So to answer your question, I’m not entirely sure which specific WordPress / WooCommerce plugin can enable this feature.

      Jeremy

  10. #

    Hey Jeremy
    Super helpful article -thank you for sharing your wisdom with us.
    I’ve used Wix to build simple websites for my different business hats, but I’m wondering how I could create a website like etsy, but with a nonprofit focus, etc. I’m a Luddite when it comes to code.

    Any tips?

    • Jeremy Wong
      #

      Hi Karen,

      Thanks for your feedback. Glad you’re enjoying our discussions here!

      As for your question, I don’t think any of the drag and drop website builders discussed here can help you create a website like Etsy.

      It sounds like what you’re trying to do is build a marketplace. I haven’t used any marketplace builders before, but if you Google for one you’ll probably find a few options. I believe those options are probably (hopefully) pretty user-friendly with the same ideas as drag and drop website builders – enabling people to build websites without having to code!

      Jeremy

  11. #

    Hey Jeremy. Shameless plug, but I made this Chrome extension (http://export-wix-products.com) to help people export the products from WiX to a CSV. Just wanted to spread the word here since there are lots of conversations about importing/exporting products in the thread. Cheers, Chad.

    • Jeremy Wong
      #

      Interesting. Thanks for sharing!

      Jeremy

  12. #

    Is there anyway to import your shopify products to a etsy store?

    • Jeremy Wong
      #

      Not that I know of. Have you tried searching on Etsy’s discussions to see if there is a way?

      Jeremy

  13. #

    Great article! Thank you….I needed this info and you provided it 🙂

    • Jeremy Wong
      #

      Thank you for reading, Wendy! Glad we can be helpful here.

      Jeremy

  14. #

    Which site would be better for someone who is staying from scratch? I was considering Etsy but their recent changes don’t work for me, and when I was looking at store envy and found your article. (which was very helpful) Do you have any advice?

    • Jeremy Wong
      #

      Hi Mina,

      I’d suggest you take a look at our comparison chart for ecommerce builders. Also take our quiz to see which one might be better suited for you.

      Jeremy

  15. #

    Great article,

    I am actually going with a reverse method here. I just launched a new website for handmade, crafted jewelry and knew going in driving traffic to my site would be challenging.

    Would you recommend opening an Etsy store too along with my online store to help customers find my product?

    My short term goal is to be able to apply to sell through Etsy Wholesale but believe you have to be selling on Etsy to even venture down that path.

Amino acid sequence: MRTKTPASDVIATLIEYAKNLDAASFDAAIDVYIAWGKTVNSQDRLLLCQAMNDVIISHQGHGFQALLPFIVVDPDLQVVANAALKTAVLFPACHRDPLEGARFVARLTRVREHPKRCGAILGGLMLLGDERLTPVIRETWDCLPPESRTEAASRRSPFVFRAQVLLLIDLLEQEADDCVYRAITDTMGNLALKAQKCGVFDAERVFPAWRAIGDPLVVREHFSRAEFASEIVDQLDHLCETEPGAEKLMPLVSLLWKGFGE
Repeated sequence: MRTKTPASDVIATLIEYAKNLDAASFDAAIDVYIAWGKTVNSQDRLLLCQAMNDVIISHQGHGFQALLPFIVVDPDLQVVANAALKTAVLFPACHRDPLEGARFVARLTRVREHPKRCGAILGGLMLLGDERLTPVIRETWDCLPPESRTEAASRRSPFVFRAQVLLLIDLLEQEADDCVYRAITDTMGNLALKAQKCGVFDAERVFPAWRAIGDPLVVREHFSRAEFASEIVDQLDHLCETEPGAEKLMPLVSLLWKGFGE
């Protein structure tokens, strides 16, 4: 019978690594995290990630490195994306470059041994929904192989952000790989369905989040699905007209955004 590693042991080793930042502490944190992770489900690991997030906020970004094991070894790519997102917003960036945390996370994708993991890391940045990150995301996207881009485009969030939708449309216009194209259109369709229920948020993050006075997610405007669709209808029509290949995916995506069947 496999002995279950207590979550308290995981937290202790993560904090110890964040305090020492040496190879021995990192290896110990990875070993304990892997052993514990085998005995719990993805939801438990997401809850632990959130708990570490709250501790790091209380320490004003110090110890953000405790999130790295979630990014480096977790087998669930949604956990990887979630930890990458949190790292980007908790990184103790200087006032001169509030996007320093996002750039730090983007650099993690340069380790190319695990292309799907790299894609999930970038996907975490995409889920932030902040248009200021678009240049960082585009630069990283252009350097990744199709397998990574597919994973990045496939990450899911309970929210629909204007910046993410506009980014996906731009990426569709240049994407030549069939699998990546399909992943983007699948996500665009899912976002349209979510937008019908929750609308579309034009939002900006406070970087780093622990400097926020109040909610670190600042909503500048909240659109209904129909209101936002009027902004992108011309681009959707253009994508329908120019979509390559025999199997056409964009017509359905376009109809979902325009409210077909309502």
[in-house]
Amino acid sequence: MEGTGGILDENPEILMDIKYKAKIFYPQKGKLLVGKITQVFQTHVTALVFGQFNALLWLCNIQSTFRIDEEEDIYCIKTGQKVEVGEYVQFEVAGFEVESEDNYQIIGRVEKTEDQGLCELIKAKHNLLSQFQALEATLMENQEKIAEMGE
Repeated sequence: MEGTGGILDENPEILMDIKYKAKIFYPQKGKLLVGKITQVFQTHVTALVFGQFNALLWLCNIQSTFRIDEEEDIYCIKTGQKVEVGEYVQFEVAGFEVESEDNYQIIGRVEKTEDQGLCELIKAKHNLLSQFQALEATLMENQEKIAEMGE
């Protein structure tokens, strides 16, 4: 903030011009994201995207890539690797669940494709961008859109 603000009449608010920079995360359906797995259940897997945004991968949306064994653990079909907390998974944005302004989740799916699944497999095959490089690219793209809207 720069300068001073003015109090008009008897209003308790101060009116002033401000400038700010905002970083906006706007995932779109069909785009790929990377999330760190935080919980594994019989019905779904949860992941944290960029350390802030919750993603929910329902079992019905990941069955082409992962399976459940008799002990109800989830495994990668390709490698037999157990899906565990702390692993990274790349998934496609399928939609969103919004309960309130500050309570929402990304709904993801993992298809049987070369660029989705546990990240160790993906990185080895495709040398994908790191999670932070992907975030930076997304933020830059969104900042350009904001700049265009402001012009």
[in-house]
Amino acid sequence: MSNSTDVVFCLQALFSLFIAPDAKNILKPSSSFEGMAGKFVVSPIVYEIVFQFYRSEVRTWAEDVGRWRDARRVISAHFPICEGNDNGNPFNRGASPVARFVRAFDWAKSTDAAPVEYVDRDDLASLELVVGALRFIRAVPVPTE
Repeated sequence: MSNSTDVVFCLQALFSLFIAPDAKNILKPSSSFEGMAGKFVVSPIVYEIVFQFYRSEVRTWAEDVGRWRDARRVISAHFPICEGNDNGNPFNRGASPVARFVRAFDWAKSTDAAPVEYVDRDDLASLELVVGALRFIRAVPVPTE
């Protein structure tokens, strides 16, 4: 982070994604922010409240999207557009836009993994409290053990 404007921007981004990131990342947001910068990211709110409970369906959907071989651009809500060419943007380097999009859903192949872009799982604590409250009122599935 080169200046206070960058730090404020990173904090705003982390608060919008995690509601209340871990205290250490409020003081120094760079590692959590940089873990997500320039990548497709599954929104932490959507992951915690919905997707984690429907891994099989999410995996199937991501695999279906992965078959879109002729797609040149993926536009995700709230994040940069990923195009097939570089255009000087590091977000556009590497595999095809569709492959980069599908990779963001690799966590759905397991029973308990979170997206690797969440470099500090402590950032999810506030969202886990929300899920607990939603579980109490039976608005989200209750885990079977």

I opened my shop using Shopify and I loved working with the theme and incorporating my products. I found it fairly easy.

    wondering if it would benefit me to have both platforms to get my name and product in potential customer’s view?

    • Jeremy Wong
      #

      Hi Amy,

      I think over time, it’s a great idea to diversify your sales channels. There is a massive amount of potential customers looking for products to purchase on Etsy, so you can’t go wrong “tapping” into that traffic.

      Having said that, you might want to consider focusing your time and efforts “mastering” one source of traffic first. So if you want to get traffic through search engines (SEO), focus on that before committing to Etsy.

      Splitting your attention and focus on various sources of traffic (Etsy, Search Engines, Facebook, Pinterest, etc) might be quite overwhelming. Just something to keep in mind!

      Jeremy

      PS: Glad to hear that you’re having fun using Shopify to build your online store!

  16. #

    Really helpful article. Thanks for this. I was a etsy seller but one day I find my shops suspended without even notifying me. I mailed them repeatedly and finally an automated reply said my shop no longer met their criteria. Wow, they were quite ok since last one and half years. That is it, no further communication, no refunds of my listing fees, anything. I now sell with itshandicraft.com and I am very happy. My store is going good and I am planning my second shop with them. Listings of first two months are free. No harm in trying.

    • Jeremy Wong
      #

      Hi Angela,

      Thanks for sharing your experiences with all of us. Did Etsy elaborate further on what specifically didn’t meet their criteria?

      That’s a good reason to build a separate online store to diversify your sales channel, so you can continue building your business even if a marketplace like Etsy terminates your account.

      Hope everything works out for you!

      Jeremy

  17. #

    Hi Jeremy,
    I have been making my product for about 10 years and have been pretty successful locally at craft shows. It is a lot of hard work and I wanted to transition at least partly to a website. Several years ago, I created a nice looking website using CityMax.com but I stopped updating it until recently. I attempted a GoDaddy store and a Shopify store, but was not able to do as much with the design as I could with CityMax. Now that my store is open and I am happy with it, I am stumped about what to do to get exposure. I really don’t want to get into the websites now with links to all different content or regular blogs because my product is what I want to focus on. Can you give me any help for a web store exposure?